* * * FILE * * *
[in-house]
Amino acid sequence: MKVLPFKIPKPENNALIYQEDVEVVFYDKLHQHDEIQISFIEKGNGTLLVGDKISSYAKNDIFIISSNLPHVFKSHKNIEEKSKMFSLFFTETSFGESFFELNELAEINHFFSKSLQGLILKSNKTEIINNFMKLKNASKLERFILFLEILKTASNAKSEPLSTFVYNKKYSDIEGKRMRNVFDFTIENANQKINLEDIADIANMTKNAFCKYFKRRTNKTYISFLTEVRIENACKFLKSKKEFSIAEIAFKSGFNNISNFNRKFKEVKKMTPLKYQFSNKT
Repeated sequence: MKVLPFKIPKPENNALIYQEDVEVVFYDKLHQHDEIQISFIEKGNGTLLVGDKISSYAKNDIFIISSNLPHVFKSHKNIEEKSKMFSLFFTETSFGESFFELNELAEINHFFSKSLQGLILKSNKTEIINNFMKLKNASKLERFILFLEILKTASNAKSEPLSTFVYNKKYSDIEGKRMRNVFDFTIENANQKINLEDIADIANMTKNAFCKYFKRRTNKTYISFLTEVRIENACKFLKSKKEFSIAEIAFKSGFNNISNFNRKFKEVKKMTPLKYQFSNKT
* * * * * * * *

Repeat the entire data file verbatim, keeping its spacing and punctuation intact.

[in-house]
Amino acid sequence: MKVLPFKIPKPENNALIYQEDVEVVFYDKLHQHDEIQISFIEKGNGTLLVGDKISSYAKNDIFIISSNLPHVFKSHKNIEEKSKMFSLFFTETSFGESFFELNELAEINHFFSKSLQGLILKSNKTEIINNFMKLKNASKLERFILFLEILKTASNAKSEPLSTFVYNKKYSDIEGKRMRNVFDFTIENANQKINLEDIADIANMTKNAFCKYFKRRTNKTYISFLTEVRIENACKFLKSKKEFSIAEIAFKSGFNNISNFNRKFKEVKKMTPLKYQFSNKT
Repeated sequence: MKVLPFKIPKPENNALIYQEDVEVVFYDKLHQHDEIQISFIEKGNGTLLVGDKISSYAKNDIFIISSNLPHVFKSHKNIEEKSKMFSLFFTETSFGESFFELNELAEINHFFSKSLQGLILKSNKTEIINNFMKLKNASKLERFILFLEILKTASNAKSEPLSTFVYNKKYSDIEGKRMRNVFDFTIENANQKINLEDIADIANMTKNAFCKYFKRRTNKTYISFLTEVRIENACKFLKSKKEFSIAEIAFKSGFNNISNFNRKFKEVKKMTPLKYQFSNKT